For example, a 6Gb tape might also have the figure of 12Gb written on it. The lower figure is the true or 'native' capacity of the media and the higher figure is the 'compressed' capacity. By compressing the data, as it is put on the tape, to half of its original size, you can put effectively twice the amount of data onto the tape. But there's a catch to this. This type of compression only works with conventional 'computer' type files, which typically contain text, or computer program code. You only have to look at the average computer program (or indeed the content of Cutting Edge) to see that this type of data is very repetitive and ideal for compression.
Digital audio and video, on the other hand, is less suited to this type of compression. Compression ratios of around 1.6:1 (where 1:1 is uncompressed) is about the best you could expect, with figures much worse than this being quite normal. So, to achieve useful compression ratios with media, we must use 'lossy' compression.
Using lossy compression means that the degree of data reduction we can achieve is remarkable. For example, MP3 at 128Kbits/sec still sounds OK (although discernibly inferior to CD quality) and represents a compression ratio of about 11:1. With video, the results are even more impressive. Uncompressed PAL video has a data rate of (wait for it) 270Mbits/sec. That's nearly two thousand times the data rate of a typical MP3 data stream. At that rate, you'd get about a minute of video per Gigabyte of storage, and only just over half a minute on a whole CD-ROM. Incredibly, you'd still only get a maximum of about seven minutes of uncompressed video onto a typical dual-layer DVD!
In practice, when using MPEG-2 compression you can get a two and a half hour feature film, plus multiple sound tracks, onto a DVD and most people would agree that the picture and sound quality from DVDs are excellent. So what's the compression ratio with DVDs? The data rate on a typical commercial DVD will probably vary between 4Mbit/sec to 11Mbit/second, which represents compression ratios of between 20:1 and 50:1.
All types of lossy compression rely on the principle that if you only throw away data which won't be missed, then the compressed product will still be perfectly acceptable. It starts to get interesting when you push the process to, or beyond, its limits and when you move between one method of compression and another. (I'm talking a lot about video here because the technology is, to some extent, similar to audio and the effects of compression are easier to explain with images.)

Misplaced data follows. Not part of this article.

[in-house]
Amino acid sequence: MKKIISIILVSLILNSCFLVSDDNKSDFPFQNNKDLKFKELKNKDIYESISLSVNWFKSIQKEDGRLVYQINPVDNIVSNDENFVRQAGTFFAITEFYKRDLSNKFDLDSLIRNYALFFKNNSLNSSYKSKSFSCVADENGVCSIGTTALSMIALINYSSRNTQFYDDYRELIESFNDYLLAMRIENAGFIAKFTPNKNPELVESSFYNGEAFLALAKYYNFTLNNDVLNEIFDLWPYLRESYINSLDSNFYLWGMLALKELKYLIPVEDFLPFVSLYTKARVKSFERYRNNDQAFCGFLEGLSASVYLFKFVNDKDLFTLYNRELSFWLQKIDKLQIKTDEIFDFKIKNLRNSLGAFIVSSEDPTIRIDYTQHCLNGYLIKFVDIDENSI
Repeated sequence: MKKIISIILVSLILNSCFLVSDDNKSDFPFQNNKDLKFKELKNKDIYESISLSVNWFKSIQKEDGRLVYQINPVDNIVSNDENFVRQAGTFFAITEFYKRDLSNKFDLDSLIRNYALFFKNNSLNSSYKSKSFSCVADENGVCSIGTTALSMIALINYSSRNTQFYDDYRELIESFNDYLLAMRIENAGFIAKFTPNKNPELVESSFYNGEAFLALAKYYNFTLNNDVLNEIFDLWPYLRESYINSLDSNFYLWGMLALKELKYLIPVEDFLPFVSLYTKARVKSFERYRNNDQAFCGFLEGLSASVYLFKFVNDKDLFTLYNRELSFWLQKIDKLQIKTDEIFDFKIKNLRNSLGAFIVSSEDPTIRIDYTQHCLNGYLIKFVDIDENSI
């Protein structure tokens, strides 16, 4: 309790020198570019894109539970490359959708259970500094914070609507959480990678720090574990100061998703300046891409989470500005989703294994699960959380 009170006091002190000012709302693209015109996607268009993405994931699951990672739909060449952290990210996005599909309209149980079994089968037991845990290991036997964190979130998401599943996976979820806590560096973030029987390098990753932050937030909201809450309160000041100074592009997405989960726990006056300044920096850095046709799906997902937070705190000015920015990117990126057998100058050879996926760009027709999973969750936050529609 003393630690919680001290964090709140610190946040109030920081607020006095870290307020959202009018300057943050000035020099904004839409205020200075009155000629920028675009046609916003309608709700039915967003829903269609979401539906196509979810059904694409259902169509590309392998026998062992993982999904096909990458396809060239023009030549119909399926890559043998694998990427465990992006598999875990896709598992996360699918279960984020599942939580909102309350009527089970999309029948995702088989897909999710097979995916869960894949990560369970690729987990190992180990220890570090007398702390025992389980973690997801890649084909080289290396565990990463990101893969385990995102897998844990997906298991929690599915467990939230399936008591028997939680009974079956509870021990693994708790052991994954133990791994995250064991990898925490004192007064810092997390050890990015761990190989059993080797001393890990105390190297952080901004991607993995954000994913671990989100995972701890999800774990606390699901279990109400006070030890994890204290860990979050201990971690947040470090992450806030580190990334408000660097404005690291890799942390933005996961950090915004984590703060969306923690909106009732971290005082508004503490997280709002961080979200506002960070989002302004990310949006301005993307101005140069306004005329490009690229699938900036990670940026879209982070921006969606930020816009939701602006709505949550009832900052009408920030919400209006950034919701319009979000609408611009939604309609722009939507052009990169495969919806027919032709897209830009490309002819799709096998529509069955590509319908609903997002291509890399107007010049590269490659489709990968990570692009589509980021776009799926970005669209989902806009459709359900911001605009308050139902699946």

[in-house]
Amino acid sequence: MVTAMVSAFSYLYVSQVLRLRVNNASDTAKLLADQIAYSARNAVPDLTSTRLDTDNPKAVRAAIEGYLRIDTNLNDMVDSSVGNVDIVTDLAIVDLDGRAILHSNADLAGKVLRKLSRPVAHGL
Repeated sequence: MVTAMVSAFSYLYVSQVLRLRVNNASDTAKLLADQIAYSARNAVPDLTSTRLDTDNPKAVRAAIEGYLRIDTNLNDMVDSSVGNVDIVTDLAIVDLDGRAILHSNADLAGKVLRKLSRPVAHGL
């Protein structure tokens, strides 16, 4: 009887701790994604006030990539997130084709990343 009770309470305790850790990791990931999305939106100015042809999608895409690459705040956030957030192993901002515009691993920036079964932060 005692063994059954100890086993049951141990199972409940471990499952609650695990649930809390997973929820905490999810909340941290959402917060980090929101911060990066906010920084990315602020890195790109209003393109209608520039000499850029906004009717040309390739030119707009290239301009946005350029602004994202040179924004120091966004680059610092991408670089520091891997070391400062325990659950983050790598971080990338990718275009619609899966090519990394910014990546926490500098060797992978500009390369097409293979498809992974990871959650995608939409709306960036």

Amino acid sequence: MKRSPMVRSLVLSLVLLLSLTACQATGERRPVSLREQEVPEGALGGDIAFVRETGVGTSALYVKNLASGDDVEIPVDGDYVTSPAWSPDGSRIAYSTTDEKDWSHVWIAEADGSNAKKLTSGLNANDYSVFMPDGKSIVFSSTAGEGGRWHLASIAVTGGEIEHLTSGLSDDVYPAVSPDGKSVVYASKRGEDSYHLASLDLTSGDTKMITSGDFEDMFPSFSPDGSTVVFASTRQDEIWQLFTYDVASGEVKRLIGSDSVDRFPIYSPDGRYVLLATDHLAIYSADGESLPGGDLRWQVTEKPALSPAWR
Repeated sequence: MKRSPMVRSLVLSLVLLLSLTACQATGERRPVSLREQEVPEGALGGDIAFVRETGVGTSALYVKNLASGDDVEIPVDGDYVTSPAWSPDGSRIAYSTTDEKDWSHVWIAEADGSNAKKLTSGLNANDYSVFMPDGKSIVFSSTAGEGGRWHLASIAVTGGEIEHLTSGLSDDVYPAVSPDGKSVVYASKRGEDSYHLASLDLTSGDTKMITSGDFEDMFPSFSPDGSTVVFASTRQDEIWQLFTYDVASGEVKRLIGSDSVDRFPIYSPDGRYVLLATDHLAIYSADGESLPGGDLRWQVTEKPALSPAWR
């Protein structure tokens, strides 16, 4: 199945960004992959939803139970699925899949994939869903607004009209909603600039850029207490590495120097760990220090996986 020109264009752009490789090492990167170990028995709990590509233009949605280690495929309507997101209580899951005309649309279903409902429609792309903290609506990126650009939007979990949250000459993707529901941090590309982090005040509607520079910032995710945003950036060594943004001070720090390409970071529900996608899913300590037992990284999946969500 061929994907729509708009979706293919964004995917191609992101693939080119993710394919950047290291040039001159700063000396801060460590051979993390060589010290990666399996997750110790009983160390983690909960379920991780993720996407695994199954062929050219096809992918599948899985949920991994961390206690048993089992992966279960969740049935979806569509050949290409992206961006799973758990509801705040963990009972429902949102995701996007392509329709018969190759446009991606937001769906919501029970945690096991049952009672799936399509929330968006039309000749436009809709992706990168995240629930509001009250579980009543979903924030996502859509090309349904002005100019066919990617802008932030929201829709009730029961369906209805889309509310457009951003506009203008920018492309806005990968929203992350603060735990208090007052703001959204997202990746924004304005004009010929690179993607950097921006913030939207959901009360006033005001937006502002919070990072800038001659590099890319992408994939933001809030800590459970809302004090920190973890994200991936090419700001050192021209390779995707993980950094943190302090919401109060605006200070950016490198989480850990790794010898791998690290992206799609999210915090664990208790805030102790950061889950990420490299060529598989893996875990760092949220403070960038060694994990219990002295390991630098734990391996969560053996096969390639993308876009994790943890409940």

Take It To The Limit
When you push video compression to the limit, it's very easy to see the results. Previously smooth, 'natural' images will break up into blocks. You'll also see 'ringing' around sharp edges. These effects, which are analogous with the high-frequency unpleasantness that you hear with the Internet streamed-audio formats, are called 'compression artifacts'.
Sometimes the content of a picture can simply be too complex to compress accurately. If you've got a DV camcorder, try filming a field of grass waving in the wind. You'll notice that the blue sky looks fine, but the chances are that if you look closely at the grass it will just be a mass of green noise. (DV compression is a close relative of MPEG, which is said to stand for Moving Pictures Except Grass). That's bad enough, but most people don't notice this type of effect unless they look closely. Now consider what would happen if you were to convert this video material into another compression format. Most compression algorithms find randomness a problem. So our field of grass, which has now become an area which is basically green noise, has so much randomness about it that it could completely trip up any subsequent attempts to compress it.
The scenario just mentioned is probably a worst possible case. In actual fact, as long as you stay with the same kind of compression, you can probably compress and recompress several times. Don't expect to be able to go between, say, MP3 and ATRAC (Sony's Minidisc compression format) too many times, though. To understand why, think of your digital material, audio or video, as a piece of cheese. (Obviously!).